Ooroo the Kangaroo
Candy and Ooroo - A Love Story
On first sight, Ooroo was a less than 'awe-inspiring' specimen of a kangaroo. I felt certain we would part company in short order - hence his name, Ooroo (which means 'Goodbye' in Australia). He was a sparsely furred and terribly stressed joey (the name for a baby kangaroo). His tiny, wizened face and agonised eyes clearly indicated nothing could restore his will to live. The shock of being brutally parted from his Mother and his kangaroo world were simply too much to cope with.
**This is not a photo of Ooroo - this is my Snoopy - BUT all ALL baby kangaroos look SO alike at this stage - and I just had to zoom in on this 'worried' little face to show you how irresistible a joey is. Sadly, the photos of this period are really sparse - blame the 'tyranny of distance' - the nearest processing of photos was just too far away, and too expensive for us in those 'poor' (but amazingly 'rich') days.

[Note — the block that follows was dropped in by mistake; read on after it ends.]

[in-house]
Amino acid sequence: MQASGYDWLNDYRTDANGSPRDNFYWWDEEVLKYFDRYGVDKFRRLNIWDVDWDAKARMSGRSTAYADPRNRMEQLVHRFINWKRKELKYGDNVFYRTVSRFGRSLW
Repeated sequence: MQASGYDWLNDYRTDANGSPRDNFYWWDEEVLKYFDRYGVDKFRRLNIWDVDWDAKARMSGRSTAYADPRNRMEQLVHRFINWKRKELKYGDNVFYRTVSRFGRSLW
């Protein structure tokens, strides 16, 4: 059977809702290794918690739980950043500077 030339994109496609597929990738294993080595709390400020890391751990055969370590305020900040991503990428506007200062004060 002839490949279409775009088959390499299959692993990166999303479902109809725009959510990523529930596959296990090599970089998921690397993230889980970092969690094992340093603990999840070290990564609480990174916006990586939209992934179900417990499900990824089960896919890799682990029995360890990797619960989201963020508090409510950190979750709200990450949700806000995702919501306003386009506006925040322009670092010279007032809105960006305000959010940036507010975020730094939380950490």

On making my initial judgement on the likely survival of this tiny 'skeleton', I hadn't taken into account the life-giving love that my sweet puppy, Candy could and would, most willingly offer. It would follow that EVERY new 'rescue' animal would be given a formal introduction to this loving and loveable puppy, and without exception receive a solid, wet lick of approval... as the first step in the mothering process.
When Ooroo the kangaroo received his official welcome, he blinked, clicked his tongue several times and fell in love. I have no explanation of why some animals will declare for friendship, whilst others declare war - but it happens, and thankfully acceptance is mostly the case (or has been, in our menagerie!). This love story was inspirational in its height of acceptance of ALL differences and depth of pure love.